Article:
theguardian: by Homa Khaleeli.
From online abuse to fire bombs thrown at mosques, there has been a spike in anti-Muslim attacks. While many incidents are not reported to the police, groups such as the Tell Mama project paint a worrying picture of rising Islamophobia and violence
“I don’t really want to go out now,” Rizwan Ali says anxiously. “If I needed something I used to just go to the shops, but I’ve been staying in.” On 24 May the father of four had been to Friday prayers at his local mosque. On his way home he popped into Pound Stretcher to look at gardening equipment. As he browsed he noticed another customer staring at him.
“He was looking at me, as though I had done something,” Ali (not his real name), explains. “Then he started shouting: ‘You are a Muslim, you are a soldier killer.’ I was shocked and scared. It was very upsetting. I moved to the front of the shop, but he kept following me.”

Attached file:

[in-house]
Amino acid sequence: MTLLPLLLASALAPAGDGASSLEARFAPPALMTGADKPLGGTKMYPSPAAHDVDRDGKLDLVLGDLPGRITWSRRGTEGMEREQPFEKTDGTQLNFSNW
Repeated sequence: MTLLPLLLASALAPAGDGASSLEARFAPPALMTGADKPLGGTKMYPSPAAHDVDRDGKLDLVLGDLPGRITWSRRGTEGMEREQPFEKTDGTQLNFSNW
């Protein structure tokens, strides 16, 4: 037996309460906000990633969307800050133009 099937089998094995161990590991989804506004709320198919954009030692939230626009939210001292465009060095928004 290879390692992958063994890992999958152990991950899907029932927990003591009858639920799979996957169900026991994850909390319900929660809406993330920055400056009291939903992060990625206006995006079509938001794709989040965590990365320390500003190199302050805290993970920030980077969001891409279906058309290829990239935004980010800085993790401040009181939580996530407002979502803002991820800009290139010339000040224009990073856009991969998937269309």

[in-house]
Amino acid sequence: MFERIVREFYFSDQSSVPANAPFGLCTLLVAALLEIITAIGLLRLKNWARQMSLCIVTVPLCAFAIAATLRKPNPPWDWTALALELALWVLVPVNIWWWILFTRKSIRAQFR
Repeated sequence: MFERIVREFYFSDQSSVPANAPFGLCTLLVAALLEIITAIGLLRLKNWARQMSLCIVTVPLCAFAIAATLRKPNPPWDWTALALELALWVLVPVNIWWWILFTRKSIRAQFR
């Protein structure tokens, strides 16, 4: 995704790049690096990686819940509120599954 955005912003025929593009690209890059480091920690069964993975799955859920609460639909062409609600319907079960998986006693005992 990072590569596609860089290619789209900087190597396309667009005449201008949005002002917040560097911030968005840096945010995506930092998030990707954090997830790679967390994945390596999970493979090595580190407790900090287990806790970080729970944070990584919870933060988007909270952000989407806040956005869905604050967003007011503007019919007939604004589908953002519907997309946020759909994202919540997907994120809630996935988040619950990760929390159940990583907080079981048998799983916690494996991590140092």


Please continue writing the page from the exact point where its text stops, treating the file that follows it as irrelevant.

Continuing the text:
Since the brutal murder of drummer Lee Rigby earlier this month, campaigners say that such anti-Muslim incidents have been repeated across the country. Monitoring groups have recorded the targeting of 11 mosques, while women wearing hijab have complained about being spat at, or having their headscarves pulled off. This week, a community centre and mosque was destroyed in a fire and police are investigating whether it was firebombed, after reports that fire crews saw the letters EDL scrawled on the side of the building. Online, activists say there have been shocking levels of vitriol unleashed. But the attacks have also revitalised the argument over whether Islamophobia, and the targeting of Muslims, is being overstated. The Metropolitan police’s head of counter-terrorism, Cressida Dick, calls the wave of attacks “horrible” and agrees there has been an increase, but says “compared to previous times we have had slightly less”.